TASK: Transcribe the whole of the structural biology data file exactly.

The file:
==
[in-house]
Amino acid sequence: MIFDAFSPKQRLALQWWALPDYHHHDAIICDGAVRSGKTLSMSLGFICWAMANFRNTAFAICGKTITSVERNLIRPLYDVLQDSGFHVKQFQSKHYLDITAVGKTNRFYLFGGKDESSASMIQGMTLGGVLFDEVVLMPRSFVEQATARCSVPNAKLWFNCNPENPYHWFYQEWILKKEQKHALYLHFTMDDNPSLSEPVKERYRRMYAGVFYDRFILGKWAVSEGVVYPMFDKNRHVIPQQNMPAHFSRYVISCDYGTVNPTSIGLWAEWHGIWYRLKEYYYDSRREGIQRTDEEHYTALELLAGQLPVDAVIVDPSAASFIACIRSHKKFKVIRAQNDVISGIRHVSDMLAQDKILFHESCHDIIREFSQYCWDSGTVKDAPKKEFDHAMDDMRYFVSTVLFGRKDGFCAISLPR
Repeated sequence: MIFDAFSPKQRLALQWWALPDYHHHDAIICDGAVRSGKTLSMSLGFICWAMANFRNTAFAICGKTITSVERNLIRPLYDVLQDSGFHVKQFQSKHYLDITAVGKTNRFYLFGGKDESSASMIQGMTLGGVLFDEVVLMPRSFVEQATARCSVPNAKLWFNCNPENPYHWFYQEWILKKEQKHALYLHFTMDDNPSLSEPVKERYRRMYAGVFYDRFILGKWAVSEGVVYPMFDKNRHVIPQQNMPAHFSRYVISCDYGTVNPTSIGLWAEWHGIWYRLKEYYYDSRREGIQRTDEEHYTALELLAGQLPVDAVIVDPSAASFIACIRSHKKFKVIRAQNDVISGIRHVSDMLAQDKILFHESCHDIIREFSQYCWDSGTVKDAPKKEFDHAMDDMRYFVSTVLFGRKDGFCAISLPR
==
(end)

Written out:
[in-house]
Amino acid sequence: MIFDAFSPKQRLALQWWALPDYHHHDAIICDGAVRSGKTLSMSLGFICWAMANFRNTAFAICGKTITSVERNLIRPLYDVLQDSGFHVKQFQSKHYLDITAVGKTNRFYLFGGKDESSASMIQGMTLGGVLFDEVVLMPRSFVEQATARCSVPNAKLWFNCNPENPYHWFYQEWILKKEQKHALYLHFTMDDNPSLSEPVKERYRRMYAGVFYDRFILGKWAVSEGVVYPMFDKNRHVIPQQNMPAHFSRYVISCDYGTVNPTSIGLWAEWHGIWYRLKEYYYDSRREGIQRTDEEHYTALELLAGQLPVDAVIVDPSAASFIACIRSHKKFKVIRAQNDVISGIRHVSDMLAQDKILFHESCHDIIREFSQYCWDSGTVKDAPKKEFDHAMDDMRYFVSTVLFGRKDGFCAISLPR
Repeated sequence: MIFDAFSPKQRLALQWWALPDYHHHDAIICDGAVRSGKTLSMSLGFICWAMANFRNTAFAICGKTITSVERNLIRPLYDVLQDSGFHVKQFQSKHYLDITAVGKTNRFYLFGGKDESSASMIQGMTLGGVLFDEVVLMPRSFVEQATARCSVPNAKLWFNCNPENPYHWFYQEWILKKEQKHALYLHFTMDDNPSLSEPVKERYRRMYAGVFYDRFILGKWAVSEGVVYPMFDKNRHVIPQQNMPAHFSRYVISCDYGTVNPTSIGLWAEWHGIWYRLKEYYYDSRREGIQRTDEEHYTALELLAGQLPVDAVIVDPSAASFIACIRSHKKFKVIRAQNDVISGIRHVSDMLAQDKILFHESCHDIIREFSQYCWDSGTVKDAPKKEFDHAMDDMRYFVSTVLFGRKDGFCAISLPR